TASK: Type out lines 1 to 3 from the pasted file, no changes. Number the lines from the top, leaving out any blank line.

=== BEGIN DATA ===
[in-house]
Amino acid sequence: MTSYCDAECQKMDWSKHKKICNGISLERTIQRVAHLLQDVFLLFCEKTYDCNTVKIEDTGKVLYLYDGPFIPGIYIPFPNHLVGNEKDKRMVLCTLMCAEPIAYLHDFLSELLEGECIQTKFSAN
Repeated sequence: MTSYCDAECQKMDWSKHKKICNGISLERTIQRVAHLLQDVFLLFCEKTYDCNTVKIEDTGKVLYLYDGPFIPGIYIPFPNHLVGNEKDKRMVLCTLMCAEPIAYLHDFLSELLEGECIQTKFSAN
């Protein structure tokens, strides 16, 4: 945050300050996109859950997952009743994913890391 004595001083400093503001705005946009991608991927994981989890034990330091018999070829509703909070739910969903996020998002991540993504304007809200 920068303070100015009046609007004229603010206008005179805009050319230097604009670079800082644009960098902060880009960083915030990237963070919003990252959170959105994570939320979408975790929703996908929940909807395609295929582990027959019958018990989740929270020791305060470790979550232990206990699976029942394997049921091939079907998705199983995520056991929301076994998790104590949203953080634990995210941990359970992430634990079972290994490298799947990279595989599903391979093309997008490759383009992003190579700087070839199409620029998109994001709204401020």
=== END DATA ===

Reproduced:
[in-house]
Amino acid sequence: MTSYCDAECQKMDWSKHKKICNGISLERTIQRVAHLLQDVFLLFCEKTYDCNTVKIEDTGKVLYLYDGPFIPGIYIPFPNHLVGNEKDKRMVLCTLMCAEPIAYLHDFLSELLEGECIQTKFSAN
Repeated sequence: MTSYCDAECQKMDWSKHKKICNGISLERTIQRVAHLLQDVFLLFCEKTYDCNTVKIEDTGKVLYLYDGPFIPGIYIPFPNHLVGNEKDKRMVLCTLMCAEPIAYLHDFLSELLEGECIQTKFSAN